Not in the clamor of the crowded street, not in the shouts and plaudits of the throng, but in ourselves, are triumph and defeat.--Henry Wadsworth Longfellow
REDIRECT ALERT!(Scroll down past this mess if you're trying to read an archived post. Thanks. No, really, thanks.)
Due to my inability to control my temper and complacently accept continued silliness with not-quite-as-reliable-as-it-ought-to-be Blogger/Blogspot, your beloved Possumblog will now waddle across the Information Dirt Road and park its prehensile tail at http://possumblog.mu.nu.
This site will remain in place as a backup in case Munuvia gets hit by a bus or something, but I don't think they have as much trouble with this as some places do. ::cough::blogspot::cough::
So click here and adjust your links. I apologize for the inconvenience, but it's one of those things.
NAJAF, Iraq - One of his friends was dead, 12 others lay wounded and the four soldiers still left standing were surrounded and out of ammunition. So Salvadoran Cpl. Samuel Toloza said a prayer, whipped out his switchblade knife and charged the Iraqi gunmen.
In one of the only known instances of hand-to-hand combat in the Iraq conflict, Toloza stabbed several attackers who were swarming around a comrade. The stunned assailants backed away momentarily, just as a relief column came to their rescue.
"We never considered surrender. I was trained to fight until the end," said the 25-year-old Toloza, one of 380 El Salvador soldiers whose heroism is being cited just as criticism is leveled against other members of the multinational force in Iraq. [...]
Phil Kosnett, who heads the Coalition Provisional Authority in this holy Shiite city, says he owes his life to Salvadorans who repelled a well-executed insurgent attack on his three-car convoy in March. He's nominated six of them for the U.S. Army's Bronze Star medal.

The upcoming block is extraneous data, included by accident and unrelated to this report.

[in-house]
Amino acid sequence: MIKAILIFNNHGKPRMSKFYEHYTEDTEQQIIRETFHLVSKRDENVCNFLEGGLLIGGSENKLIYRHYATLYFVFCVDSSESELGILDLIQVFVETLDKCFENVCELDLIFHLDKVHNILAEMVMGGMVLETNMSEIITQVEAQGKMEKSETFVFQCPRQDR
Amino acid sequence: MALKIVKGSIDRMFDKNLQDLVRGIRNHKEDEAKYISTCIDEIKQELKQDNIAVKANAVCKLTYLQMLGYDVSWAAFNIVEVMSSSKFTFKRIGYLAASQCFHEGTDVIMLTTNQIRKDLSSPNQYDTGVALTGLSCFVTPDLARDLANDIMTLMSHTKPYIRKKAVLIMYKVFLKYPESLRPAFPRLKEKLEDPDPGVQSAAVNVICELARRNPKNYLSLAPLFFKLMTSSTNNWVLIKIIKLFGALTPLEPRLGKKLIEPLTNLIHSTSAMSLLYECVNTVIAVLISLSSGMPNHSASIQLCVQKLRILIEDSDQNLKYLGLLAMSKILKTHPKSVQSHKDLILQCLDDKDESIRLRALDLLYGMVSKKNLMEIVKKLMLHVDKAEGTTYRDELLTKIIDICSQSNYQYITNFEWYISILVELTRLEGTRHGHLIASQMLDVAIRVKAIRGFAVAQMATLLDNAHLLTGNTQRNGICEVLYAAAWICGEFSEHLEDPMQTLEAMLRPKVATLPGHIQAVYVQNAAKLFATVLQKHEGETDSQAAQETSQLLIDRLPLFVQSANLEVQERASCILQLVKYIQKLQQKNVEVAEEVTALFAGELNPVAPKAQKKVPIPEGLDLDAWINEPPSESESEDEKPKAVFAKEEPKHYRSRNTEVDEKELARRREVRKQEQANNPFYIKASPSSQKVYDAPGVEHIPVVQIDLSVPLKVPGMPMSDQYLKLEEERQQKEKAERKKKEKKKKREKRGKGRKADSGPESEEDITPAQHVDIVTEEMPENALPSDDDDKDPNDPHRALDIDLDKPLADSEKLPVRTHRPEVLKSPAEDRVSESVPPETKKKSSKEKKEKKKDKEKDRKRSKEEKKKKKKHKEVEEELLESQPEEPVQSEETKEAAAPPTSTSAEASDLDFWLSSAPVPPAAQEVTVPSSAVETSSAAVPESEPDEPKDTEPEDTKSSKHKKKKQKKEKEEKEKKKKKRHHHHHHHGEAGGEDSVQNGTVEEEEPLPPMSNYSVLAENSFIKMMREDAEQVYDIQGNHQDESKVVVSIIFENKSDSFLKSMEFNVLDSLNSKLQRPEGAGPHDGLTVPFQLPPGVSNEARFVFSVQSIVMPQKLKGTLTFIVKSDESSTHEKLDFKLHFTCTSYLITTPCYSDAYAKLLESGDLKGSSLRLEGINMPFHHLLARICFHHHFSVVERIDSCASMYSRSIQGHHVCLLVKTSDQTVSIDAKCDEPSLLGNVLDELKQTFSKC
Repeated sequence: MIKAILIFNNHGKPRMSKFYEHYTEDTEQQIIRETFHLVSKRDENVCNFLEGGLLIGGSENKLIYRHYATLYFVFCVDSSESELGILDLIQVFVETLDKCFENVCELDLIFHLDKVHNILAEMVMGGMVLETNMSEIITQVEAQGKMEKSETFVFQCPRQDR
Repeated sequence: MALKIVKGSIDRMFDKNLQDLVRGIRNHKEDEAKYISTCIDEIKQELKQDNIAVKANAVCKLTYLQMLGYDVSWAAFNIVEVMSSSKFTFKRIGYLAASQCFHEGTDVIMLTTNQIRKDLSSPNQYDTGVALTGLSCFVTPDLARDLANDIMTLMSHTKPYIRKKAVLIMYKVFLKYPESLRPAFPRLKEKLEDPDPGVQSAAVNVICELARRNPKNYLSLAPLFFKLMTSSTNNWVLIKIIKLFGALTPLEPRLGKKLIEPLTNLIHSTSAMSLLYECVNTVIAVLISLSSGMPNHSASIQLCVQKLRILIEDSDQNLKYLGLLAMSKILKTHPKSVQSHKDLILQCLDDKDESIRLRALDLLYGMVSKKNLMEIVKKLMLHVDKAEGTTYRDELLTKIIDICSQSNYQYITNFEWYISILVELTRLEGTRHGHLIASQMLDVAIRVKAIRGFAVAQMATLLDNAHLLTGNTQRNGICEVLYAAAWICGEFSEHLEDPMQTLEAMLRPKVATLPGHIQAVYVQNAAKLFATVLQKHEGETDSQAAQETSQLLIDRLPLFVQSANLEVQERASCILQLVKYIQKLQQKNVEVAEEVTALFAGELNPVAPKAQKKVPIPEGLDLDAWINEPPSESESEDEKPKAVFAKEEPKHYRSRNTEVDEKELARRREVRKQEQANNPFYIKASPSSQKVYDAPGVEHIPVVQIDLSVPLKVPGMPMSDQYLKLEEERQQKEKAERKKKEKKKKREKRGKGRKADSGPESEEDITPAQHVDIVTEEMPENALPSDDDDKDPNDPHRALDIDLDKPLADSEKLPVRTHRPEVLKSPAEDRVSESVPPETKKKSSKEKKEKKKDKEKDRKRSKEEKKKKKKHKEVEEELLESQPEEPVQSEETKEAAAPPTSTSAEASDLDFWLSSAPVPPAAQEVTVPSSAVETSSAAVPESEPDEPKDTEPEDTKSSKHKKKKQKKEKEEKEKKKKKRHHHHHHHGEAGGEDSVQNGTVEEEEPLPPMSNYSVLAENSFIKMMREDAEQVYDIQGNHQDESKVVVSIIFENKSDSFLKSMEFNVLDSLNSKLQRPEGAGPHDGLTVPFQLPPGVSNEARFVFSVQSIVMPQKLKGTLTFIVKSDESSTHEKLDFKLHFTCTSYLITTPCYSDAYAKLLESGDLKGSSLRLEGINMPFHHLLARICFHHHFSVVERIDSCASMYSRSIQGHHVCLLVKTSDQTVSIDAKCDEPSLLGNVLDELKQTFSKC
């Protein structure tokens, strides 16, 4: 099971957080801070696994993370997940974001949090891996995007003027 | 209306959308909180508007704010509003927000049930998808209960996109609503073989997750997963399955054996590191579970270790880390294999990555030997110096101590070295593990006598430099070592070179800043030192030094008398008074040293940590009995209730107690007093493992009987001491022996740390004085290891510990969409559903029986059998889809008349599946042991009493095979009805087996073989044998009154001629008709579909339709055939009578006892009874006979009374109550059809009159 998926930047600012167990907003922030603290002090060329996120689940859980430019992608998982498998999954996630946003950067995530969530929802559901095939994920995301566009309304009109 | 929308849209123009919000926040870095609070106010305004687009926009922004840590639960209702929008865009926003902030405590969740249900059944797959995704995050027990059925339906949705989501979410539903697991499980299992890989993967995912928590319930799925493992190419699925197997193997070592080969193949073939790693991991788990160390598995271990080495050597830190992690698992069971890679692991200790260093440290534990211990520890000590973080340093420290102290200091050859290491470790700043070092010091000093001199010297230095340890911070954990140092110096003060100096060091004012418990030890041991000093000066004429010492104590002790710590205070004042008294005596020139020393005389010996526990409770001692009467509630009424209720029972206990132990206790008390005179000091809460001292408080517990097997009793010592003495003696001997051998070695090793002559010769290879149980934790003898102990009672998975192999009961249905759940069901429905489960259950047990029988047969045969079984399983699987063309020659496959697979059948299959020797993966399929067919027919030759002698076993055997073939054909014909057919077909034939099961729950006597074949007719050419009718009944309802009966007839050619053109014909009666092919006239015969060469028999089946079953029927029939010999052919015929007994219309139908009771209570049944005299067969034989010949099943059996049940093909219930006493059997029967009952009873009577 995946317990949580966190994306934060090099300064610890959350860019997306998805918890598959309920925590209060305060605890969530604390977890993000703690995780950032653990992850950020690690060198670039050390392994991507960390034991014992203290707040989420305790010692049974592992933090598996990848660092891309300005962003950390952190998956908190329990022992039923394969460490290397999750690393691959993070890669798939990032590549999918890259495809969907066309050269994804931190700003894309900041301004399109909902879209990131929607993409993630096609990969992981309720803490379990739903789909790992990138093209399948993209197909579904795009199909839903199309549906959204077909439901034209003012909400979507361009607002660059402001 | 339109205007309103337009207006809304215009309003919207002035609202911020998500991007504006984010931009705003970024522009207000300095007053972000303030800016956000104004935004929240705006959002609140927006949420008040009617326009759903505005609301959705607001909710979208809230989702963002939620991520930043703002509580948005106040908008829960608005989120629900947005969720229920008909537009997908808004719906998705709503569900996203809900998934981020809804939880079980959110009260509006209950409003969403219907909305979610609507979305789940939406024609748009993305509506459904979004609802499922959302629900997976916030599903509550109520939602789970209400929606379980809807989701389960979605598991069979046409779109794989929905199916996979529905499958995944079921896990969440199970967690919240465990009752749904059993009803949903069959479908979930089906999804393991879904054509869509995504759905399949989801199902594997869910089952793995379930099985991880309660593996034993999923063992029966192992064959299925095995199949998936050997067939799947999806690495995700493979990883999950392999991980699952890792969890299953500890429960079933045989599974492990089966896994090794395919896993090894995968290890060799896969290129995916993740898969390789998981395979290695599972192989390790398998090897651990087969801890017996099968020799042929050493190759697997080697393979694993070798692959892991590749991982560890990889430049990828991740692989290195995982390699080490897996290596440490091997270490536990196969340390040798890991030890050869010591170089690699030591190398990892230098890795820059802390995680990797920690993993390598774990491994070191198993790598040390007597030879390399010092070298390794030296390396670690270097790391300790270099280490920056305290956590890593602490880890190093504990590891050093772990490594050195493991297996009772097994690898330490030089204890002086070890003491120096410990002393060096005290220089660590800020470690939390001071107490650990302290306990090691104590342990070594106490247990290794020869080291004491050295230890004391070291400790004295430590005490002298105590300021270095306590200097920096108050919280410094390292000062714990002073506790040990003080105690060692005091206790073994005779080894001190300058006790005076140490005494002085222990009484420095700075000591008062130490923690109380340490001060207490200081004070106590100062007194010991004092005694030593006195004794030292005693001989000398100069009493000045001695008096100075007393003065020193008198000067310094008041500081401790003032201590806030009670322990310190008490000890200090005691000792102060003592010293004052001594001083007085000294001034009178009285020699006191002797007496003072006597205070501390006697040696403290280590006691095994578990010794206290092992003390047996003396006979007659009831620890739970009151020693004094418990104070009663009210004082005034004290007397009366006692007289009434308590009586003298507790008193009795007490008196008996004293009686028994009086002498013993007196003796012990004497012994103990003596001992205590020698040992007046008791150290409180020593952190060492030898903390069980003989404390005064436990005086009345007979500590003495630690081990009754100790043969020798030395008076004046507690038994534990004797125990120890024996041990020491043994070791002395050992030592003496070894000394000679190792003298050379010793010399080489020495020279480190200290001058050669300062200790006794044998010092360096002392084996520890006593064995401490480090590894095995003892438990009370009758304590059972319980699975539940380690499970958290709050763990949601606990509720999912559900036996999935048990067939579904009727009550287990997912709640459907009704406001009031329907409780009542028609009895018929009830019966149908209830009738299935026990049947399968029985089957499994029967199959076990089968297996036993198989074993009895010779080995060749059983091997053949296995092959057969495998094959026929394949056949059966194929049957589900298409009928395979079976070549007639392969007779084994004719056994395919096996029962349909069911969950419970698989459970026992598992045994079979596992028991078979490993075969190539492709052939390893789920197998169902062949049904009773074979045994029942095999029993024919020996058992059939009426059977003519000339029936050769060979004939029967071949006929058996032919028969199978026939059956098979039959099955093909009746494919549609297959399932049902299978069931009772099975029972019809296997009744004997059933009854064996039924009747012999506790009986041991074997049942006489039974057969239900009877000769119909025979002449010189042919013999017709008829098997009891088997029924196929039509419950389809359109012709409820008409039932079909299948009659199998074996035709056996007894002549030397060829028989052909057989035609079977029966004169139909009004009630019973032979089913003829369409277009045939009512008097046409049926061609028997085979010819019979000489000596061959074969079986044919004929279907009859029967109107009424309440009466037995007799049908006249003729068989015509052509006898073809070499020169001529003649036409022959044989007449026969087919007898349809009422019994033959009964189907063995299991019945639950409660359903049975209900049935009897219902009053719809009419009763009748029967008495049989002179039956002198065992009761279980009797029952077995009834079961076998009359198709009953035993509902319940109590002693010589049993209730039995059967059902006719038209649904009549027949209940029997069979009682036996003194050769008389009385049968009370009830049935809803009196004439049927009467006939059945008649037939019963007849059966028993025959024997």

"You hear this snotty phrase 'coalition of the billing' for some of the smaller contingents," says Kosnett, referring to the apparent eagerness of some nations to charge their Iraq operations to Washington. "The El Sals? No way. These guys are punching way above their weight. They're probably the bravest and most professional troops I've ever worked with." [...]
And it's interesting to note this quote:
[...] "We didn't come here to fire a single shot. Our rifles were just part of our equipment and uniforms. But we were prepared to repel an attack," says Col. Hugo Omar Orellana Calidonio, a 27-year army veteran who commands the Cuscatlan Battalion. [...]
"Our country came out of a similar situation as in Iraq 12 years ago, so people in El Salvador can understand what is happening here," said Calidonio, referring to a civil war between the U.S.-backed government and leftist guerrillas that left some 75,000 dead. The military was held responsible for widespread abuses. [...]
In the end, I think we are better served by one platoon of men--or even one man--like this, than an entire army belonging to certain of our snotty phrase-making allies. posted by Terry at